With housing affordability continuing to be an issue in Reno’s hot real estate market, the city of Reno is considering an idea first floated during the recession — turning abandoned properties into affordable housing. More specifically, the Reno City Council is looking into acquiring tax-delinquent properties and rehabilitating them so they can be used as affordable or workforce housing. The program will only apply to properties that are delinquent on property taxes, not foreclosures for which the owner failed to pay the mortgage lender. Homes that might look abandoned but are not tax delinquent will not be part of the proposed program. The city also can’t just scoop up a house if the tax payment is 30 days overdue. Reno can only acquire the property once Washoe County exhausts all efforts to collect payment and the house would otherwise go into auction. The mayor and council members last month tasked the community development department with preparing a draft for the program. The draft ordinance should be ready for council review and possible approval in the next few months, said Cylus Scarbrough, a management analyst for the department. Under the program, the city will not be responsible for paying any delinquent taxes on the property, essentially getting it for free. State law, however, requires the city to rehabilitate the property, though it does not define what standards should be met for the rehabilitation. Property improvements should not be an issue, with the city able to tap into several sources such as community development block grants, Scarbrough said. “Funding is wide open,” he said.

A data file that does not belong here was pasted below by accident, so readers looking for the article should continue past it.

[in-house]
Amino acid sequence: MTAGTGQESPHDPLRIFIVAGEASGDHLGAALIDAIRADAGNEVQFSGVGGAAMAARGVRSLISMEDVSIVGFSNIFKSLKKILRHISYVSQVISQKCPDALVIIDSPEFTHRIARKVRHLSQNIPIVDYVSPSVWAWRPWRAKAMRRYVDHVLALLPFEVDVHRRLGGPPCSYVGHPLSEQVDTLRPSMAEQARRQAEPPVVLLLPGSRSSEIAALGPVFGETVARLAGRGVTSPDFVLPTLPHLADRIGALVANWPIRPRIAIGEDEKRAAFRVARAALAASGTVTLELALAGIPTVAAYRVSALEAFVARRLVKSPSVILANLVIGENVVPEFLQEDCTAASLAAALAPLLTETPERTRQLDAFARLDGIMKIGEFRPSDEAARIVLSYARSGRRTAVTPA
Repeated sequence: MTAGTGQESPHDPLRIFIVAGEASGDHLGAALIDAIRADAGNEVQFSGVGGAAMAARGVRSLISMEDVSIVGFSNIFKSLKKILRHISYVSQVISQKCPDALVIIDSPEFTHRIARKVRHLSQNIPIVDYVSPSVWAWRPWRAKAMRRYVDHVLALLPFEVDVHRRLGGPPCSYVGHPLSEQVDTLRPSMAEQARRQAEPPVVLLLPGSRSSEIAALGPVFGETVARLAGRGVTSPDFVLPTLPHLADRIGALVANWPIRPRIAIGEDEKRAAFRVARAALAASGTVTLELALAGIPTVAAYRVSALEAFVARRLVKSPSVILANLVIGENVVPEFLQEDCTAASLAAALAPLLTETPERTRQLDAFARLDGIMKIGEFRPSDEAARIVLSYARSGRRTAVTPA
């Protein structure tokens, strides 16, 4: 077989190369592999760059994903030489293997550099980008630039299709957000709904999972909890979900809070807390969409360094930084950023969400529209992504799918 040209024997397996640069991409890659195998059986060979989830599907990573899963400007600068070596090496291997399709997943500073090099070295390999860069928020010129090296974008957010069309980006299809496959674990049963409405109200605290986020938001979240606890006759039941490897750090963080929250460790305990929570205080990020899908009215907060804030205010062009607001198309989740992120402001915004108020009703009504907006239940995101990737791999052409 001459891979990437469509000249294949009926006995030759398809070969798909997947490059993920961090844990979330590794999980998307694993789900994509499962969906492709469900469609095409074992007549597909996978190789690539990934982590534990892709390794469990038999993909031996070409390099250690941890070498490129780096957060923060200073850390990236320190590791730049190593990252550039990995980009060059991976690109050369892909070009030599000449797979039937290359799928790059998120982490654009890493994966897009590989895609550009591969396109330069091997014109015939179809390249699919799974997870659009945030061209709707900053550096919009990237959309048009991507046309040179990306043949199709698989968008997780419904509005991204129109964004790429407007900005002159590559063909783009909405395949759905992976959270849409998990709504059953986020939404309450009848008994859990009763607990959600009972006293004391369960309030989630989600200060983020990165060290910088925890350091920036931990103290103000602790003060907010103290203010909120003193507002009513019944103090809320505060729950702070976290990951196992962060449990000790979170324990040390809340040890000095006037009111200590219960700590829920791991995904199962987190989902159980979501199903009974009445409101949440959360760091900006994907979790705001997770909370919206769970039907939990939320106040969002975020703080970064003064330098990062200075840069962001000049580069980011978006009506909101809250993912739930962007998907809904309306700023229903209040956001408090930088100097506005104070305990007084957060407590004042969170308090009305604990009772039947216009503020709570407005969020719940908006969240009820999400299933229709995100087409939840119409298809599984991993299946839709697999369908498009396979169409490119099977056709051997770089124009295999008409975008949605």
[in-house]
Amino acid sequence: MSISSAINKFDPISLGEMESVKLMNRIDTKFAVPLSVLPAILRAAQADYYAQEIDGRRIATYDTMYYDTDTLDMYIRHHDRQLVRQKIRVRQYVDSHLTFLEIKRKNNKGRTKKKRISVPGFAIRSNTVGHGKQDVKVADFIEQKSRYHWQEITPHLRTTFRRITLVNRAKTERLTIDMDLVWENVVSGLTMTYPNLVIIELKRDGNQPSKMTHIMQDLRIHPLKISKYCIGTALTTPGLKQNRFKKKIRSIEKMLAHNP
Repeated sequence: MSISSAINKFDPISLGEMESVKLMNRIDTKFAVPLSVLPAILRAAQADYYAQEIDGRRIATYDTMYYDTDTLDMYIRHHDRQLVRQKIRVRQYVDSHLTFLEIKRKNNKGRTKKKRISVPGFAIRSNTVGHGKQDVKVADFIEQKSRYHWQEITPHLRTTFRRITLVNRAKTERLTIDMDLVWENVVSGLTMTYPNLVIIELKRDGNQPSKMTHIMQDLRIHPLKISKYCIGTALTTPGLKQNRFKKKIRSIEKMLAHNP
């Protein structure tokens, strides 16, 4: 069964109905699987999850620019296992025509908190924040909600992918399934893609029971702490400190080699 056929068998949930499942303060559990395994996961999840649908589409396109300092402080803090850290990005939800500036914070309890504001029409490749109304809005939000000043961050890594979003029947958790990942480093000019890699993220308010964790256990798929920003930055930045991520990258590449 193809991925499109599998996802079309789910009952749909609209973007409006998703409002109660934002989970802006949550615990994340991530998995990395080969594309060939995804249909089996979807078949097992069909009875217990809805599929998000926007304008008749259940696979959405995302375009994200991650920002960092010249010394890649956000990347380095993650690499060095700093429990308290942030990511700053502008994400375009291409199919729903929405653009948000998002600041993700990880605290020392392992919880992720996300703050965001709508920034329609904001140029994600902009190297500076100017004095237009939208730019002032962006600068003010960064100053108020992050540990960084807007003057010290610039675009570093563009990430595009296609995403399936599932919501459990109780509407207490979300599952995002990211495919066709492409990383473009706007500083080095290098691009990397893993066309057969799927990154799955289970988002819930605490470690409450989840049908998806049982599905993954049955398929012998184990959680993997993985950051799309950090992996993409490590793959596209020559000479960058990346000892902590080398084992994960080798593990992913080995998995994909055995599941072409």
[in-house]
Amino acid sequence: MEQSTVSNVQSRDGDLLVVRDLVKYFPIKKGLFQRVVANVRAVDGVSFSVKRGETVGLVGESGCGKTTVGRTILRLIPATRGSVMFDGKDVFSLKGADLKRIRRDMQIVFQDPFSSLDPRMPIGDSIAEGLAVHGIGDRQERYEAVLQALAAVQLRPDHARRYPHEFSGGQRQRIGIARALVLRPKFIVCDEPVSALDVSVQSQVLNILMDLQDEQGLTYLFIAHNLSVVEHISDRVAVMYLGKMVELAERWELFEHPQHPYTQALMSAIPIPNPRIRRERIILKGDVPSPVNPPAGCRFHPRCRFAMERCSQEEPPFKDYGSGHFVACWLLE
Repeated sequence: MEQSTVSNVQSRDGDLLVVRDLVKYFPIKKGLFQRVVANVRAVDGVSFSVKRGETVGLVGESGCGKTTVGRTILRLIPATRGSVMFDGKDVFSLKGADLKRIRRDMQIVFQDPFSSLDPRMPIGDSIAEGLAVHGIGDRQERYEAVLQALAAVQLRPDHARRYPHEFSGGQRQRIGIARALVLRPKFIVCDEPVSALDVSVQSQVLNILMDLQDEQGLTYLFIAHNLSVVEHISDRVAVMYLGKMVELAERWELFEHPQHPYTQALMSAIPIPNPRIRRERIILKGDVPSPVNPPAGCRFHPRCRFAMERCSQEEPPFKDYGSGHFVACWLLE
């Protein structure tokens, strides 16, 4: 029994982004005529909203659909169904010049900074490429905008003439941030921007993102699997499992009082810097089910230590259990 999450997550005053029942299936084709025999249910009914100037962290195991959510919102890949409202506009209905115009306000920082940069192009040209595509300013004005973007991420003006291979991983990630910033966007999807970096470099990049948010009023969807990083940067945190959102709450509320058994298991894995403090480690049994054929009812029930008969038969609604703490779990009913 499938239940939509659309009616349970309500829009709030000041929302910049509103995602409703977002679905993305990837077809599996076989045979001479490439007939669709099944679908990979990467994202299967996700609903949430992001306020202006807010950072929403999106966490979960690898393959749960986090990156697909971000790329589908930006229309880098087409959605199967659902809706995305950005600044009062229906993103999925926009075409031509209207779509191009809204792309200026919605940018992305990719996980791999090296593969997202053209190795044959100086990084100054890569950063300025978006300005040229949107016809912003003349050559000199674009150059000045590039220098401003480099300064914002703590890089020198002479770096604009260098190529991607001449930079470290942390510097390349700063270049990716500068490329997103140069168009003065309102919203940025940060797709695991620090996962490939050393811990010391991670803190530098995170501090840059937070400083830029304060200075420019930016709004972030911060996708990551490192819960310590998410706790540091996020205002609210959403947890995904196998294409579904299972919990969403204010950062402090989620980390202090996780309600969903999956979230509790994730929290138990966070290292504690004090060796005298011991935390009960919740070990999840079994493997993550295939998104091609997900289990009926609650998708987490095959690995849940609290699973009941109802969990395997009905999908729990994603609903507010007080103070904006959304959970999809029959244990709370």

Nevada law already allows the city to acquire properties for a public good such as street or drainage development. In such cases, however, the city typically retains ownership of the property in question. Turning property into affordable housing is different because ownership will be conveyed or transferred to a non-public entity. Under the city’s new plan, acquired homes could potentially be donated to a land trust or even new homeowners or households who satisfy income requirements. In Reno, the qualifying annual income is $62,000 for a family of four or $50,000 for a two-person household, Scarbrough said. For such an arrangement to be legal, the city must pass an ordinance that details how the program works, how it will run and who will operate it. The city is considering whether to run the program itself or delegate it to an agency with expertise in affordable housing matters such as the Reno Housing Authority. The RHA oversees about 150 houses acquired through the Neighborhood Stabilization Program and are being rented out at affordable rates. That program, created through the Obama administration’s American Recovery and Reinvestment Act of 2009, allowed the RHA to acquire houses in high-foreclosure neighborhoods during the recession. The city of Reno has also donated properties to the RHA in the past, which the organization is renting out. “We would be more than happy to work with the city,” said RHA spokesman Brent Boynton. “We’re always looking for any opportunity to increase our stock of affordable housing because it’s a major need for our community.”
Boeing loses order to Airbus in latest fallout from Max grounding